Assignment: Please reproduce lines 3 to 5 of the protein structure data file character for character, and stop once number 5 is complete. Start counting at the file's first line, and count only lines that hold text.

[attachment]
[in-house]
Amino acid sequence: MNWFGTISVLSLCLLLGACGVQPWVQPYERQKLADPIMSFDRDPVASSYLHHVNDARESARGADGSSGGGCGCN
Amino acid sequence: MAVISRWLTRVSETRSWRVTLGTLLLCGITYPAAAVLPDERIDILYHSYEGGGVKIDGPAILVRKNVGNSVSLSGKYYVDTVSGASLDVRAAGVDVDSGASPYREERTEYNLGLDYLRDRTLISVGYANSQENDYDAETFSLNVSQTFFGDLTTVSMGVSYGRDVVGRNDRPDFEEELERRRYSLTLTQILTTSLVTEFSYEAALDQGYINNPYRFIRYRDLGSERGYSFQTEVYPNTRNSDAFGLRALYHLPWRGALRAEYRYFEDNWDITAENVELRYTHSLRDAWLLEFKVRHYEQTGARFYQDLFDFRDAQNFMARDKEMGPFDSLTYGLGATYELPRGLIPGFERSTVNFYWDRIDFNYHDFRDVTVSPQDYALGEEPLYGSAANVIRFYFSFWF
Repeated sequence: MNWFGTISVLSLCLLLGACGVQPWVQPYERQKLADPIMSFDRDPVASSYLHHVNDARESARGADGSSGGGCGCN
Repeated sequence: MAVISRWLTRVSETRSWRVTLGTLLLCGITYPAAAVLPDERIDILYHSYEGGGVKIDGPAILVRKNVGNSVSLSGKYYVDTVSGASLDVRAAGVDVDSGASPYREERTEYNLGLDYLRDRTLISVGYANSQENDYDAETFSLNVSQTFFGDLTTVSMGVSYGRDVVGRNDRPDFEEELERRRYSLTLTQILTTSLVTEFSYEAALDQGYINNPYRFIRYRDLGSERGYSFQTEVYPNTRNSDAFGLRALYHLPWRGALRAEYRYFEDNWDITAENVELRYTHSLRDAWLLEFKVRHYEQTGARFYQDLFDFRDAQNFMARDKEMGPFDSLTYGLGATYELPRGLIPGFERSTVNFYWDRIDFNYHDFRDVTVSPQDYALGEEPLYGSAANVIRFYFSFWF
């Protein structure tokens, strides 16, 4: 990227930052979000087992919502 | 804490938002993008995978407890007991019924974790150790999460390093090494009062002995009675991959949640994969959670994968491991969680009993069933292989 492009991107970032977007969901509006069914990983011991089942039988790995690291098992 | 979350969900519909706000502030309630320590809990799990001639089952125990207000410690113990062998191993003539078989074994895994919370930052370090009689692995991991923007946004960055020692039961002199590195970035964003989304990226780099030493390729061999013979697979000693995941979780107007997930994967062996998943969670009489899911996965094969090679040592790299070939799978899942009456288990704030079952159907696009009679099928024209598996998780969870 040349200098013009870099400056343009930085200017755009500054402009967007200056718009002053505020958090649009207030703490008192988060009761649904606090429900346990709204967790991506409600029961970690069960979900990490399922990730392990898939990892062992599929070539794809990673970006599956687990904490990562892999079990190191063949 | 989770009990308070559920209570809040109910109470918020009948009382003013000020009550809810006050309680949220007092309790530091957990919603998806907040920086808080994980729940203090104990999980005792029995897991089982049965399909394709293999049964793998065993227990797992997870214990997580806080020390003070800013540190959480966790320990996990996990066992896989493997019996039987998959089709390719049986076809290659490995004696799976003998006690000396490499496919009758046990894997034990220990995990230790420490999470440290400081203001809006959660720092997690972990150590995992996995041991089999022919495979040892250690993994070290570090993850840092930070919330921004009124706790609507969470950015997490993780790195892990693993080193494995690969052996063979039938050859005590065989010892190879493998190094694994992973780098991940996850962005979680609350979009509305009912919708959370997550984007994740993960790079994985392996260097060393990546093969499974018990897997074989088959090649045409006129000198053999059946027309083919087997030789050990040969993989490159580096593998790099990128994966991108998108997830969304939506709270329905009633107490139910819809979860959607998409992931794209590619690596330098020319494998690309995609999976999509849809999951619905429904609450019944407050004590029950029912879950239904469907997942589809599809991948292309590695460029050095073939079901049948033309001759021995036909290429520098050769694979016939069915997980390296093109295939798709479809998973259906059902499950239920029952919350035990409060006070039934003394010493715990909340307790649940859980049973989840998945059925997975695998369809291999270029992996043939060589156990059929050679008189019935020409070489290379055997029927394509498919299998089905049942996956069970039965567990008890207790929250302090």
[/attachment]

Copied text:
Amino acid sequence: MAVISRWLTRVSETRSWRVTLGTLLLCGITYPAAAVLPDERIDILYHSYEGGGVKIDGPAILVRKNVGNSVSLSGKYYVDTVSGASLDVRAAGVDVDSGASPYREERTEYNLGLDYLRDRTLISVGYANSQENDYDAETFSLNVSQTFFGDLTTVSMGVSYGRDVVGRNDRPDFEEELERRRYSLTLTQILTTSLVTEFSYEAALDQGYINNPYRFIRYRDLGSERGYSFQTEVYPNTRNSDAFGLRALYHLPWRGALRAEYRYFEDNWDITAENVELRYTHSLRDAWLLEFKVRHYEQTGARFYQDLFDFRDAQNFMARDKEMGPFDSLTYGLGATYELPRGLIPGFERSTVNFYWDRIDFNYHDFRDVTVSPQDYALGEEPLYGSAANVIRFYFSFWF
Repeated sequence: MNWFGTISVLSLCLLLGACGVQPWVQPYERQKLADPIMSFDRDPVASSYLHHVNDARESARGADGSSGGGCGCN
Repeated sequence: MAVISRWLTRVSETRSWRVTLGTLLLCGITYPAAAVLPDERIDILYHSYEGGGVKIDGPAILVRKNVGNSVSLSGKYYVDTVSGASLDVRAAGVDVDSGASPYREERTEYNLGLDYLRDRTLISVGYANSQENDYDAETFSLNVSQTFFGDLTTVSMGVSYGRDVVGRNDRPDFEEELERRRYSLTLTQILTTSLVTEFSYEAALDQGYINNPYRFIRYRDLGSERGYSFQTEVYPNTRNSDAFGLRALYHLPWRGALRAEYRYFEDNWDITAENVELRYTHSLRDAWLLEFKVRHYEQTGARFYQDLFDFRDAQNFMARDKEMGPFDSLTYGLGATYELPRGLIPGFERSTVNFYWDRIDFNYHDFRDVTVSPQDYALGEEPLYGSAANVIRFYFSFWF